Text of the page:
The Beatles In Liverpool.
Ian parked outside Sefton Park Hotel and led us up the entrance steps. I was delighted to see that Stuart’s role in The Beatles’ story has been given the attention it deserves with a plaque at the front door.
Inside, Ian explained how Stuart and his mother Millie lived on the ground floor. The area that used to be the living room is now the bar. On the other side, in the restaurant section, framed photos of Sutcliffe and Lennon adorn the walls. All taken by Astrid in Hamburg throughout the early 1960s.
We learned that Stuart had a fractious relationship with his mother. One particularly infamous incident came when he returned home from Hamburg with Astrid. This, Ian explained, was the only time Stuart stayed in the house. Drunk and fuming, Millie Sutcliffe set about the place screaming that her son had betrayed his nation by shacking up with “a dreaded German”.
Disgusted, Stuart and Astrid left the house. This was his last visit to Liverpool and The Blenheim. Just a few months later Stuart tragically died in Hamburg on the 10th of April 1962 after suffering a cerebral haemorrhage. He was just twenty one years old.
Sutcliffe had been experiencing terrible headaches in the months before his death, but doctors were unable to pinpoint the cause. The 1994 movie Backbeat, starring Stephen Dorff and Ian Hart, tells his sad story.
Mad Day Out Beatles Taxi Tour.
It was a special moment when Dear Prudence gently turned onto Penny Lane. We drove about a quarter of the way down before Ian pulled up a short distance beyond that sign. I think it’s important to point out that there are lots of Penny Lane signs. But this is the one you want to see, especially since it’s been autographed by fans from all over the world.
Its most important signature arrived in June 2018. This was when Sir Paul McCartney scribbled his name during his appearance on Carpool Karaoke with James Corden.
While admiring the sign, Steppers and I saw the Magical Mystery Tour Bus pull up at the end of the road. And there it stayed for a few moments before resuming its journey. Ian just had to point out that his tour wouldn’t dream of skimming over Penny Lane’s famous sign. This definitely felt like a huge win for us and further testament that Ian’s service delivered much more than the group tour.
From there we jumped back into Dear Prudence and continued on down Penny Lane towards the famous roundabout. As we went, the car stereo kicked in and on came Penny Lane, a simply fantastic touch and one that’ll live long in the memory. Steppers, Ian and I all sang along until the car stopped in front of the famous barbershop.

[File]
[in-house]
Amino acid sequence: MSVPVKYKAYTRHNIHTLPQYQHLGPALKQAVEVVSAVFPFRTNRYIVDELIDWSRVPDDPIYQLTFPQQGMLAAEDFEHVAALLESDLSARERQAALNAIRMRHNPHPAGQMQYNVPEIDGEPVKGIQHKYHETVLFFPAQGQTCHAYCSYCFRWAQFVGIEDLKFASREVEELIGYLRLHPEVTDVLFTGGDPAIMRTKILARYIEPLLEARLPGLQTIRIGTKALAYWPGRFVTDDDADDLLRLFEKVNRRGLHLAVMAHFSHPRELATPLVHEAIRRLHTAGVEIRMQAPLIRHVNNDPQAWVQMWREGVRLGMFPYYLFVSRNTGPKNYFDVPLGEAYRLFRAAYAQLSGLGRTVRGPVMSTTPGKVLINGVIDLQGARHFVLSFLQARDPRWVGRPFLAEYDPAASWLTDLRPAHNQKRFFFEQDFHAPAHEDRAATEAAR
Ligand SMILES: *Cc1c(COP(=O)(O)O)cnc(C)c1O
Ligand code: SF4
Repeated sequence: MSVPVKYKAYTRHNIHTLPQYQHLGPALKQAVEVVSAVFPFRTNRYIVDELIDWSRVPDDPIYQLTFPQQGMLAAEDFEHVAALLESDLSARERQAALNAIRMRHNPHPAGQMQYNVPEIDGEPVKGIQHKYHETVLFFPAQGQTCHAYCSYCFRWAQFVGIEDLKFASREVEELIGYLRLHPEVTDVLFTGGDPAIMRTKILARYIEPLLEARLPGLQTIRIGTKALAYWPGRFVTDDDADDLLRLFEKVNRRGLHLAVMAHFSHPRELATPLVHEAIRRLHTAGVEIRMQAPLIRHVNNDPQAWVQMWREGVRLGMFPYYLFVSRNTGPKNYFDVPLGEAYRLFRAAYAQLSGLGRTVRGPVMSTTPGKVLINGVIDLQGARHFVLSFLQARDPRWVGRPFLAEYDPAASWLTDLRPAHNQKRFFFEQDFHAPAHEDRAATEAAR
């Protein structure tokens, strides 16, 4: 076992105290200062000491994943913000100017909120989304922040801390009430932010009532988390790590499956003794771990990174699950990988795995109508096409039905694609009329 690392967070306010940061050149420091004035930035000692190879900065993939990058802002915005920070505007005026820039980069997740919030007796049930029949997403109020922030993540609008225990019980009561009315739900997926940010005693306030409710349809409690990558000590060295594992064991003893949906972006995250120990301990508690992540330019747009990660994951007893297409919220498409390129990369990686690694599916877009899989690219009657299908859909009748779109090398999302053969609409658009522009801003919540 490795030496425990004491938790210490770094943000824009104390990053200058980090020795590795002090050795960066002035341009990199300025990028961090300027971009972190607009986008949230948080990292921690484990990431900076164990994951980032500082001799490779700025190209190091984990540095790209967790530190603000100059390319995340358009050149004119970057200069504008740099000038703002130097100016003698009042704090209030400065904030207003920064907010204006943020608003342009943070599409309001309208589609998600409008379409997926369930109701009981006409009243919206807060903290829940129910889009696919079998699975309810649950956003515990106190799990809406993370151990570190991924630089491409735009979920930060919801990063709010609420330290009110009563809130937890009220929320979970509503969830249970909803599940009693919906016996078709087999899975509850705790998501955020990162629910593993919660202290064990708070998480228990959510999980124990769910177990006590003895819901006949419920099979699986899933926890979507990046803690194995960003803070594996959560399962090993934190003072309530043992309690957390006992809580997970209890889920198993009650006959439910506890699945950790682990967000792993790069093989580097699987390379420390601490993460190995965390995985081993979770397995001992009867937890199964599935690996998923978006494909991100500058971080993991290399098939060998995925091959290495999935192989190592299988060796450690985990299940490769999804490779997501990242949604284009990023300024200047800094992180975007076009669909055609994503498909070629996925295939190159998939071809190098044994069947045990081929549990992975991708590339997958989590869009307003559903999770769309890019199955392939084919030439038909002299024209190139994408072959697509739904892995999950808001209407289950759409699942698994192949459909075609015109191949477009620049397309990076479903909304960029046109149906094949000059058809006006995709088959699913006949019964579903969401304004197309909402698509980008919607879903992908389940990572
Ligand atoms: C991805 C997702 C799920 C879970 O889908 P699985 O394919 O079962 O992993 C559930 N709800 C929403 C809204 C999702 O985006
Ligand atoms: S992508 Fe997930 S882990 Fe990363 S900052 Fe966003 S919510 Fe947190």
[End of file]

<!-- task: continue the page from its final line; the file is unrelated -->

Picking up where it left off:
“In Penny Lane there is a barber showing photographs. Of every head he’s had the pleasure to know.
And all the people that come and go,
stop and say hello”.
This is the barbershop referenced in the song. Back in the day it went by the name of Bioletti’s and all four Beatles had their hair cut here at some point. Curiously, it isn’t (and never has been) on Penny Lane itself, but on Smithdown Place overlooking the roundabout.
All The Beatles taxi tour companies stop outside the barber shop. But as a sign of respect to the business and its customers they won’t take you inside. I was desperate to have a closer look at the framed Beatles photographs visible through the window. So I cheekily headed in, took a very quick look, grabbed this hasty shot and ducked back out again before anyone had the chance to get shitty.
It was also right outside Tony Slavin Barber Shop that Ian bumped into Paul McCartney on that famous Carpool Karaoke day. Paul’s very own “mad day out” if you will. Naturally, Ian was keen to show us the moment Sir Paul spotted Dear Prudence from across the road.
Upon seeing Paul, Ian popped his head out the window and asked Macca what he thought of his car. To which Paul replied, “It’s great, a real bonus!” Somebody even got a photo of McCartney walking past the taxi, which of course has found its way into Ian’s photo book.
Mad Day Out Beatles Taxi Tour.
My Mad Day Out Beatles Taxi Tour was the definitive highlight of my trip to Liverpool. We saw so many cool spots, it feels like too much to cover in one article. So please do check out my concluding piece: Mad Day Out Beatles Taxi Tour Part II.
To find out more about Ian Doyle and his tours, have a look at his website. We took the three hour Rickenbacker tour priced at £70.
For more on the greatest rock band in history, check out my other articles on The Beatles In Liverpool. Alternatively, have a read about my visit to Abbey Road in London. Maybe even read my review of The White Album.
Like these? Have a read of my travel reports from around Liverpool.